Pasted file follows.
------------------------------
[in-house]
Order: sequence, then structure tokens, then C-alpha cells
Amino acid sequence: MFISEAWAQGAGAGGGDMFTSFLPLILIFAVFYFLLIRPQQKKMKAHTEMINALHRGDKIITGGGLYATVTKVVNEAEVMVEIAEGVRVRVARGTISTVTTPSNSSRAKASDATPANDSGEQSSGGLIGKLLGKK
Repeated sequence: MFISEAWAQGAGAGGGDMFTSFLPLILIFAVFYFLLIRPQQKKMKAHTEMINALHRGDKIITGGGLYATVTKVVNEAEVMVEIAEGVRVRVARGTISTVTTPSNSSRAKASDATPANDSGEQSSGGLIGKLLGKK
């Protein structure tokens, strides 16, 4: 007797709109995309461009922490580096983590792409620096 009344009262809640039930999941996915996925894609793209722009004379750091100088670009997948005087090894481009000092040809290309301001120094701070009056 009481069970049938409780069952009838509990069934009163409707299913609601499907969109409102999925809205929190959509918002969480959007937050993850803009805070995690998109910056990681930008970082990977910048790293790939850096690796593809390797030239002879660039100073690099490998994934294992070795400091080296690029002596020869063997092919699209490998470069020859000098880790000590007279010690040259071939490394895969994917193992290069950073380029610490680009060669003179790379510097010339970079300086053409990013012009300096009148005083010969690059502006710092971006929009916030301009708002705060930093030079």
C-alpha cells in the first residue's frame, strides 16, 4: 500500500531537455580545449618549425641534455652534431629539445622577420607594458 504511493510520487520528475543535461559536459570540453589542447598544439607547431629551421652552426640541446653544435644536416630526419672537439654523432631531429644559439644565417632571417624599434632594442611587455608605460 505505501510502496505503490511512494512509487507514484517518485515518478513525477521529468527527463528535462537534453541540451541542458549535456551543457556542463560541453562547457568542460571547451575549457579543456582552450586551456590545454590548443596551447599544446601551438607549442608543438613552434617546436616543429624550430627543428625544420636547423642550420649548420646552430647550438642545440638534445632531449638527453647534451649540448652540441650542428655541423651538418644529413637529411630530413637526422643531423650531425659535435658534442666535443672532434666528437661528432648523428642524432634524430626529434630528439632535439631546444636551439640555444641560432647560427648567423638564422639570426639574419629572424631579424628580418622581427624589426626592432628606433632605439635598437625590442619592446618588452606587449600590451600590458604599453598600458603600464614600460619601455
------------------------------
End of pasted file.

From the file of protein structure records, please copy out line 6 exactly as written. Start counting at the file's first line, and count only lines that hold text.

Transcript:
C-alpha cells in the first residue's frame, strides 16, 4: 500500500531537455580545449618549425641534455652534431629539445622577420607594458 504511493510520487520528475543535461559536459570540453589542447598544439607547431629551421652552426640541446653544435644536416630526419672537439654523432631531429644559439644565417632571417624599434632594442611587455608605460 505505501510502496505503490511512494512509487507514484517518485515518478513525477521529468527527463528535462537534453541540451541542458549535456551543457556542463560541453562547457568542460571547451575549457579543456582552450586551456590545454590548443596551447599544446601551438607549442608543438613552434617546436616543429624550430627543428625544420636547423642550420649548420646552430647550438642545440638534445632531449638527453647534451649540448652540441650542428655541423651538418644529413637529411630530413637526422643531423650531425659535435658534442666535443672532434666528437661528432648523428642524432634524430626529434630528439632535439631546444636551439640555444641560432647560427648567423638564422639570426639574419629572424631579424628580418622581427624589426626592432628606433632605439635598437625590442619592446618588452606587449600590451600590458604599453598600458603600464614600460619601455